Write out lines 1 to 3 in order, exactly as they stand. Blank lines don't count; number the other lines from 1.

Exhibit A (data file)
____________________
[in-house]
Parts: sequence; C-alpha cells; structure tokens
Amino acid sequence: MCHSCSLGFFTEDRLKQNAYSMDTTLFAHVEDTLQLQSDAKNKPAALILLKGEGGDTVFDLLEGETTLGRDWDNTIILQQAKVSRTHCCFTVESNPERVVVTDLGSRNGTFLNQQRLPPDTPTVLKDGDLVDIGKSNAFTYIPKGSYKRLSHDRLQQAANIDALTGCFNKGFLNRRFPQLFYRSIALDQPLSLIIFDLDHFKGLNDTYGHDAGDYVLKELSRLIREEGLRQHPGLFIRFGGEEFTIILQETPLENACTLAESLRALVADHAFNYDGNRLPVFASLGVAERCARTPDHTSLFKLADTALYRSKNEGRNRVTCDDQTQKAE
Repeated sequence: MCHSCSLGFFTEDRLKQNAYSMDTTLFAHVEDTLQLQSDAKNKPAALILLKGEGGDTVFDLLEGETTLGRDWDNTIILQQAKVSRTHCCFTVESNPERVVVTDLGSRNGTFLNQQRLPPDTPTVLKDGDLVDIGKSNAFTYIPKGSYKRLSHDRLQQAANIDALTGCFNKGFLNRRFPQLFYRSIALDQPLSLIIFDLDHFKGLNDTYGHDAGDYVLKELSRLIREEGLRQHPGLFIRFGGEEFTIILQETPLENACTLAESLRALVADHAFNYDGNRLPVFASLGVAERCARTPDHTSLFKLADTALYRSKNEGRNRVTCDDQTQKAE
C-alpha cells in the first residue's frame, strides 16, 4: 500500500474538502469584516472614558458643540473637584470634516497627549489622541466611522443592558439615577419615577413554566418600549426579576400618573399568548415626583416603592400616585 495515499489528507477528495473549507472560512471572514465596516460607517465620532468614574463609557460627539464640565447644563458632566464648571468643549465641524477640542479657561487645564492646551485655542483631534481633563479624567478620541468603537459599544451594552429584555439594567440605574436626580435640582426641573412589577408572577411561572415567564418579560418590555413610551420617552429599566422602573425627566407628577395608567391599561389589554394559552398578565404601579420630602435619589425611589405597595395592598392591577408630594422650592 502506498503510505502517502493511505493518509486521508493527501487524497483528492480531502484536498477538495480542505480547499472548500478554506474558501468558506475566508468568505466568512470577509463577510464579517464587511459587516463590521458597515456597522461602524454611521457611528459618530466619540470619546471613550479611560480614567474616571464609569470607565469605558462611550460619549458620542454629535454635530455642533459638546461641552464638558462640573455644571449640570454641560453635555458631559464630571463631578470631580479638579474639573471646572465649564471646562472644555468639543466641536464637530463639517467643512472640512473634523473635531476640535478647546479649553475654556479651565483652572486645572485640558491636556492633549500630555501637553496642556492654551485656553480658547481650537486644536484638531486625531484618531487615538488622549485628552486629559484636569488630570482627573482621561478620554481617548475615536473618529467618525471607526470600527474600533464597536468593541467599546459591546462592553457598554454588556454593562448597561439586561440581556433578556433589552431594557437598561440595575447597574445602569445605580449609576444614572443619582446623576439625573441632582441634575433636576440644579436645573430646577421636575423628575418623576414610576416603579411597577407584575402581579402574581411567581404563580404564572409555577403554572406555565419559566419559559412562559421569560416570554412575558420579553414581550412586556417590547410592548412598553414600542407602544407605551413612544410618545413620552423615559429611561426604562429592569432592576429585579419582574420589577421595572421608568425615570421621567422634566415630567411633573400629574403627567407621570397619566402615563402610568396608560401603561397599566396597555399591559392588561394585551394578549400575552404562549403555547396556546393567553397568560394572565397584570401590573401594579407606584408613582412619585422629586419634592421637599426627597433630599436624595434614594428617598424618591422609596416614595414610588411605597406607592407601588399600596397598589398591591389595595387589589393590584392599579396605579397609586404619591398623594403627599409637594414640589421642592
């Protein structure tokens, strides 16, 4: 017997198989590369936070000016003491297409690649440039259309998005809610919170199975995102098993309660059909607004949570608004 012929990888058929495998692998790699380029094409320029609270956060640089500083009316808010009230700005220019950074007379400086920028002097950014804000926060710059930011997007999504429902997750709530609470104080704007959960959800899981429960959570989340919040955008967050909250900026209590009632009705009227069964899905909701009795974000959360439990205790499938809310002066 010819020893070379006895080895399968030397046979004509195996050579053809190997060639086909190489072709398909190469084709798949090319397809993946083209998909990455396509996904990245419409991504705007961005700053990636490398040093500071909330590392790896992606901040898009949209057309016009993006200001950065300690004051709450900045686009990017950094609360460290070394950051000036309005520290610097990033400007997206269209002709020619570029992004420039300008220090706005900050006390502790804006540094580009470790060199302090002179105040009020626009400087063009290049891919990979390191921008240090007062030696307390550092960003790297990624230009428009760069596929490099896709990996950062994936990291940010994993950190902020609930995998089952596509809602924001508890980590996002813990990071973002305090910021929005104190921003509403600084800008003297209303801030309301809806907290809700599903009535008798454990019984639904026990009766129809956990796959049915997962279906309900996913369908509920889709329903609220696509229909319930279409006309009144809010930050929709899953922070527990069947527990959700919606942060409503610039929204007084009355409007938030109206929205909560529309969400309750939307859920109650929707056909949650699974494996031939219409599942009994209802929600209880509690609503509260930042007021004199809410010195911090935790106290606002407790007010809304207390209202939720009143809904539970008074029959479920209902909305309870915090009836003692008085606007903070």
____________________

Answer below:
[in-house]
Parts: sequence; C-alpha cells; structure tokens
Amino acid sequence: MCHSCSLGFFTEDRLKQNAYSMDTTLFAHVEDTLQLQSDAKNKPAALILLKGEGGDTVFDLLEGETTLGRDWDNTIILQQAKVSRTHCCFTVESNPERVVVTDLGSRNGTFLNQQRLPPDTPTVLKDGDLVDIGKSNAFTYIPKGSYKRLSHDRLQQAANIDALTGCFNKGFLNRRFPQLFYRSIALDQPLSLIIFDLDHFKGLNDTYGHDAGDYVLKELSRLIREEGLRQHPGLFIRFGGEEFTIILQETPLENACTLAESLRALVADHAFNYDGNRLPVFASLGVAERCARTPDHTSLFKLADTALYRSKNEGRNRVTCDDQTQKAE